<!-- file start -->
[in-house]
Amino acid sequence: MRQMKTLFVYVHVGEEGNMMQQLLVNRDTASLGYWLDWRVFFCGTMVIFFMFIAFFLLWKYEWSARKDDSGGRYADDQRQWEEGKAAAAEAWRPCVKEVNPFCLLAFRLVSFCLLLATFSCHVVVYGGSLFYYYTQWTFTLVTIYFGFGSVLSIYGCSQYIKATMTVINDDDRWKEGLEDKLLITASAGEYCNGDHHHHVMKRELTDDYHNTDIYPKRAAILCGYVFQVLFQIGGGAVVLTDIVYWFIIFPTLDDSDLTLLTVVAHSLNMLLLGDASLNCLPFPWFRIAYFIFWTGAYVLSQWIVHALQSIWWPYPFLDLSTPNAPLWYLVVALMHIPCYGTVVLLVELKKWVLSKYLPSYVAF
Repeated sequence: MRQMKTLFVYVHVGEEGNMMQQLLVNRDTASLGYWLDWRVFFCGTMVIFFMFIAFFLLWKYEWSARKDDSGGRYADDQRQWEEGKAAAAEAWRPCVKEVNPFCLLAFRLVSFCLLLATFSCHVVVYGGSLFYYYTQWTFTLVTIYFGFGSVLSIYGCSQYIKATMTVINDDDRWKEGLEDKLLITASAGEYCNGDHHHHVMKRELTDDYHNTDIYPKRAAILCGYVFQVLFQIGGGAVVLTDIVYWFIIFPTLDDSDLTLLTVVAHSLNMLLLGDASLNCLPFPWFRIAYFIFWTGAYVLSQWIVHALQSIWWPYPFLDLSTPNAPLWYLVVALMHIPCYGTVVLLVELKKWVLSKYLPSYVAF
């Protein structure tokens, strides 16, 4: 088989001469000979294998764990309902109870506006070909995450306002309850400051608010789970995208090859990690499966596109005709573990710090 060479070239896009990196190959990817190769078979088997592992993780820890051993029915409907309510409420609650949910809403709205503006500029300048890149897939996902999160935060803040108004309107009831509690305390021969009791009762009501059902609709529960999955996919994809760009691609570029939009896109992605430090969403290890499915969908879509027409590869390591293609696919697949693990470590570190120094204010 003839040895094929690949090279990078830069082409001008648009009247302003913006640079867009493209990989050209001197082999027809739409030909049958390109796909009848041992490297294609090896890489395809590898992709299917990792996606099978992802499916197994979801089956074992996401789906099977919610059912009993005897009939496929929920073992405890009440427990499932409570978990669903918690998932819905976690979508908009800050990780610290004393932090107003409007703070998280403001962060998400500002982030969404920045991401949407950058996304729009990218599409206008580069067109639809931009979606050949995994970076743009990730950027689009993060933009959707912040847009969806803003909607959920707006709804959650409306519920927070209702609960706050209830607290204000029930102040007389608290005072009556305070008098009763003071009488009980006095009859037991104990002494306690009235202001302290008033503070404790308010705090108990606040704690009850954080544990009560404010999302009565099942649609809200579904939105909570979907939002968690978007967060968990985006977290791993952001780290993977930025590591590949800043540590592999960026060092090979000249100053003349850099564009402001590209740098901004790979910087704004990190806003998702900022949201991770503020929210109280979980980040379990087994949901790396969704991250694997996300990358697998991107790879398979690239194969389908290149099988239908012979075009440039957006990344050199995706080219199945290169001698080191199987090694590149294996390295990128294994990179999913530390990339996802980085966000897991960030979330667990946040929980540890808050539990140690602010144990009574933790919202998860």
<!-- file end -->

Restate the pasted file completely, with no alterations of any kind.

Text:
[in-house]
Amino acid sequence: MRQMKTLFVYVHVGEEGNMMQQLLVNRDTASLGYWLDWRVFFCGTMVIFFMFIAFFLLWKYEWSARKDDSGGRYADDQRQWEEGKAAAAEAWRPCVKEVNPFCLLAFRLVSFCLLLATFSCHVVVYGGSLFYYYTQWTFTLVTIYFGFGSVLSIYGCSQYIKATMTVINDDDRWKEGLEDKLLITASAGEYCNGDHHHHVMKRELTDDYHNTDIYPKRAAILCGYVFQVLFQIGGGAVVLTDIVYWFIIFPTLDDSDLTLLTVVAHSLNMLLLGDASLNCLPFPWFRIAYFIFWTGAYVLSQWIVHALQSIWWPYPFLDLSTPNAPLWYLVVALMHIPCYGTVVLLVELKKWVLSKYLPSYVAF
Repeated sequence: MRQMKTLFVYVHVGEEGNMMQQLLVNRDTASLGYWLDWRVFFCGTMVIFFMFIAFFLLWKYEWSARKDDSGGRYADDQRQWEEGKAAAAEAWRPCVKEVNPFCLLAFRLVSFCLLLATFSCHVVVYGGSLFYYYTQWTFTLVTIYFGFGSVLSIYGCSQYIKATMTVINDDDRWKEGLEDKLLITASAGEYCNGDHHHHVMKRELTDDYHNTDIYPKRAAILCGYVFQVLFQIGGGAVVLTDIVYWFIIFPTLDDSDLTLLTVVAHSLNMLLLGDASLNCLPFPWFRIAYFIFWTGAYVLSQWIVHALQSIWWPYPFLDLSTPNAPLWYLVVALMHIPCYGTVVLLVELKKWVLSKYLPSYVAF
């Protein structure tokens, strides 16, 4: 088989001469000979294998764990309902109870506006070909995450306002309850400051608010789970995208090859990690499966596109005709573990710090 060479070239896009990196190959990817190769078979088997592992993780820890051993029915409907309510409420609650949910809403709205503006500029300048890149897939996902999160935060803040108004309107009831509690305390021969009791009762009501059902609709529960999955996919994809760009691609570029939009896109992605430090969403290890499915969908879509027409590869390591293609696919697949693990470590570190120094204010 003839040895094929690949090279990078830069082409001008648009009247302003913006640079867009493209990989050209001197082999027809739409030909049958390109796909009848041992490297294609090896890489395809590898992709299917990792996606099978992802499916197994979801089956074992996401789906099977919610059912009993005897009939496929929920073992405890009440427990499932409570978990669903918690998932819905976690979508908009800050990780610290004393932090107003409007703070998280403001962060998400500002982030969404920045991401949407950058996304729009990218599409206008580069067109639809931009979606050949995994970076743009990730950027689009993060933009959707912040847009969806803003909607959920707006709804959650409306519920927070209702609960706050209830607290204000029930102040007389608290005072009556305070008098009763003071009488009980006095009859037991104990002494306690009235202001302290008033503070404790308010705090108990606040704690009850954080544990009560404010999302009565099942649609809200579904939105909570979907939002968690978007967060968990985006977290791993952001780290993977930025590591590949800043540590592999960026060092090979000249100053003349850099564009402001590209740098901004790979910087704004990190806003998702900022949201991770503020929210109280979980980040379990087994949901790396969704991250694997996300990358697998991107790879398979690239194969389908290149099988239908012979075009440039957006990344050199995706080219199945290169001698080191199987090694590149294996390295990128294994990179999913530390990339996802980085966000897991960030979330667990946040929980540890808050539990140690602010144990009574933790919202998860």